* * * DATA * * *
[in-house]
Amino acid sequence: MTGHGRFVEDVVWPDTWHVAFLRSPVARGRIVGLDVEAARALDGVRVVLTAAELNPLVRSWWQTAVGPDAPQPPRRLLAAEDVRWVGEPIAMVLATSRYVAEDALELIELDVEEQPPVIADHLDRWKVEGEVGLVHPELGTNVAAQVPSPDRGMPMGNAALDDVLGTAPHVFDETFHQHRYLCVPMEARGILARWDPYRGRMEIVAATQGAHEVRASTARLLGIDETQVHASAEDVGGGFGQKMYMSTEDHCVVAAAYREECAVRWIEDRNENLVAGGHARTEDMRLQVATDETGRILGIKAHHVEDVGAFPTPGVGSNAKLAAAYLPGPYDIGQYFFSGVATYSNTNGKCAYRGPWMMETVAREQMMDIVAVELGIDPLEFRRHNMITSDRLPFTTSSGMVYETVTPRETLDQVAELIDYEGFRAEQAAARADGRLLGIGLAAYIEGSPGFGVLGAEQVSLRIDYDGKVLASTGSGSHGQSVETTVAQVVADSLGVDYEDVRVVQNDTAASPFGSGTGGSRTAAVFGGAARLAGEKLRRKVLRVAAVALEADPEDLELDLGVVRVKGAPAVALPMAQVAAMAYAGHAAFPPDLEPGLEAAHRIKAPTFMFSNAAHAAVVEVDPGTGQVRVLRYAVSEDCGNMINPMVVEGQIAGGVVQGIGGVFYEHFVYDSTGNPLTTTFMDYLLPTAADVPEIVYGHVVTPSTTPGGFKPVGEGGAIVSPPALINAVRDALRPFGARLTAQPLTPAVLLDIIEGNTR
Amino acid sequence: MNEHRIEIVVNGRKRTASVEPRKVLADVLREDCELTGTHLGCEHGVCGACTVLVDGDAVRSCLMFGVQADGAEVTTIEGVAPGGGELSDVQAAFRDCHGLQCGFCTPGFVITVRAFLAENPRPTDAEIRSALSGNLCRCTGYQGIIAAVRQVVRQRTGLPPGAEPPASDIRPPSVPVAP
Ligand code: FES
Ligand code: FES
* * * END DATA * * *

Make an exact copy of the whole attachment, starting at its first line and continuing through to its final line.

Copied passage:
[in-house]
Amino acid sequence: MTGHGRFVEDVVWPDTWHVAFLRSPVARGRIVGLDVEAARALDGVRVVLTAAELNPLVRSWWQTAVGPDAPQPPRRLLAAEDVRWVGEPIAMVLATSRYVAEDALELIELDVEEQPPVIADHLDRWKVEGEVGLVHPELGTNVAAQVPSPDRGMPMGNAALDDVLGTAPHVFDETFHQHRYLCVPMEARGILARWDPYRGRMEIVAATQGAHEVRASTARLLGIDETQVHASAEDVGGGFGQKMYMSTEDHCVVAAAYREECAVRWIEDRNENLVAGGHARTEDMRLQVATDETGRILGIKAHHVEDVGAFPTPGVGSNAKLAAAYLPGPYDIGQYFFSGVATYSNTNGKCAYRGPWMMETVAREQMMDIVAVELGIDPLEFRRHNMITSDRLPFTTSSGMVYETVTPRETLDQVAELIDYEGFRAEQAAARADGRLLGIGLAAYIEGSPGFGVLGAEQVSLRIDYDGKVLASTGSGSHGQSVETTVAQVVADSLGVDYEDVRVVQNDTAASPFGSGTGGSRTAAVFGGAARLAGEKLRRKVLRVAAVALEADPEDLELDLGVVRVKGAPAVALPMAQVAAMAYAGHAAFPPDLEPGLEAAHRIKAPTFMFSNAAHAAVVEVDPGTGQVRVLRYAVSEDCGNMINPMVVEGQIAGGVVQGIGGVFYEHFVYDSTGNPLTTTFMDYLLPTAADVPEIVYGHVVTPSTTPGGFKPVGEGGAIVSPPALINAVRDALRPFGARLTAQPLTPAVLLDIIEGNTR
Amino acid sequence: MNEHRIEIVVNGRKRTASVEPRKVLADVLREDCELTGTHLGCEHGVCGACTVLVDGDAVRSCLMFGVQADGAEVTTIEGVAPGGGELSDVQAAFRDCHGLQCGFCTPGFVITVRAFLAENPRPTDAEIRSALSGNLCRCTGYQGIIAAVRQVVRQRTGLPPGAEPPASDIRPPSVPVAP
Ligand code: FES
Ligand code: FES